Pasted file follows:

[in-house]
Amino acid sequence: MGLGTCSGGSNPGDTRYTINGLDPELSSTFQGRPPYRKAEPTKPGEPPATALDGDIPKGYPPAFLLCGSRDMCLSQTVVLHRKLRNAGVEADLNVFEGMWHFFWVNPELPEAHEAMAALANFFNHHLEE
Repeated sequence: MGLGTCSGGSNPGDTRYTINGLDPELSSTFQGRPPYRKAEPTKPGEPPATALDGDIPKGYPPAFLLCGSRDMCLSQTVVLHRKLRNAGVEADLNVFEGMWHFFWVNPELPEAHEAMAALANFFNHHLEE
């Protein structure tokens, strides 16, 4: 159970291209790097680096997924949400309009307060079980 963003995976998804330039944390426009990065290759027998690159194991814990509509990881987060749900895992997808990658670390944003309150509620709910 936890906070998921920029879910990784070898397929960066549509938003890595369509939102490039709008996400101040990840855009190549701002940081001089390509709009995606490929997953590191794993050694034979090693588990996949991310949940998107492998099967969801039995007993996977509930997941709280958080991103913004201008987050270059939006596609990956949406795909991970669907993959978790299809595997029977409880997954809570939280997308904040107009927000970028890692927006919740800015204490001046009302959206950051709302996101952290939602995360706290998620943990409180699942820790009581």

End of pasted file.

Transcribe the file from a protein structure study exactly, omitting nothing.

[in-house]
Amino acid sequence: MGLGTCSGGSNPGDTRYTINGLDPELSSTFQGRPPYRKAEPTKPGEPPATALDGDIPKGYPPAFLLCGSRDMCLSQTVVLHRKLRNAGVEADLNVFEGMWHFFWVNPELPEAHEAMAALANFFNHHLEE
Repeated sequence: MGLGTCSGGSNPGDTRYTINGLDPELSSTFQGRPPYRKAEPTKPGEPPATALDGDIPKGYPPAFLLCGSRDMCLSQTVVLHRKLRNAGVEADLNVFEGMWHFFWVNPELPEAHEAMAALANFFNHHLEE
């Protein structure tokens, strides 16, 4: 159970291209790097680096997924949400309009307060079980 963003995976998804330039944390426009990065290759027998690159194991814990509509990881987060749900895992997808990658670390944003309150509620709910 936890906070998921920029879910990784070898397929960066549509938003890595369509939102490039709008996400101040990840855009190549701002940081001089390509709009995606490929997953590191794993050694034979090693588990996949991310949940998107492998099967969801039995007993996977509930997941709280958080991103913004201008987050270059939006596609990956949406795909991970669907993959978790299809595997029977409880997954809570939280997308904040107009927000970028890692927006919740800015204490001046009302959206950051709302996101952290939602995360706290998620943990409180699942820790009581």